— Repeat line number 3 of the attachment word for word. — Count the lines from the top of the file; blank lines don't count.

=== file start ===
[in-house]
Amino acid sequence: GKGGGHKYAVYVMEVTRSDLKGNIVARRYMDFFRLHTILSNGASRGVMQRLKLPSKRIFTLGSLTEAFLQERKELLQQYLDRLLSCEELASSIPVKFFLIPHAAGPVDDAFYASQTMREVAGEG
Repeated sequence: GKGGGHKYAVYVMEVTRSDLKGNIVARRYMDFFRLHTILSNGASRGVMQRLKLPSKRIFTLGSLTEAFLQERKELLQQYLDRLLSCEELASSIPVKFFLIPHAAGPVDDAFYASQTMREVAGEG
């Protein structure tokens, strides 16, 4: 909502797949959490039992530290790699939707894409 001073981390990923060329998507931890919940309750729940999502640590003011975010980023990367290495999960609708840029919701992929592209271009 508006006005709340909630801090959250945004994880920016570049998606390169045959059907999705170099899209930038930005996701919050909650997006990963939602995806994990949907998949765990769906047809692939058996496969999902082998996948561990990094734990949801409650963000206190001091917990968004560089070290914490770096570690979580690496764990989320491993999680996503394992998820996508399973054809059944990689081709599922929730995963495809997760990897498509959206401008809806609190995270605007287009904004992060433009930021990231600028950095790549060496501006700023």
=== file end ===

Repeated sequence: GKGGGHKYAVYVMEVTRSDLKGNIVARRYMDFFRLHTILSNGASRGVMQRLKLPSKRIFTLGSLTEAFLQERKELLQQYLDRLLSCEELASSIPVKFFLIPHAAGPVDDAFYASQTMREVAGEG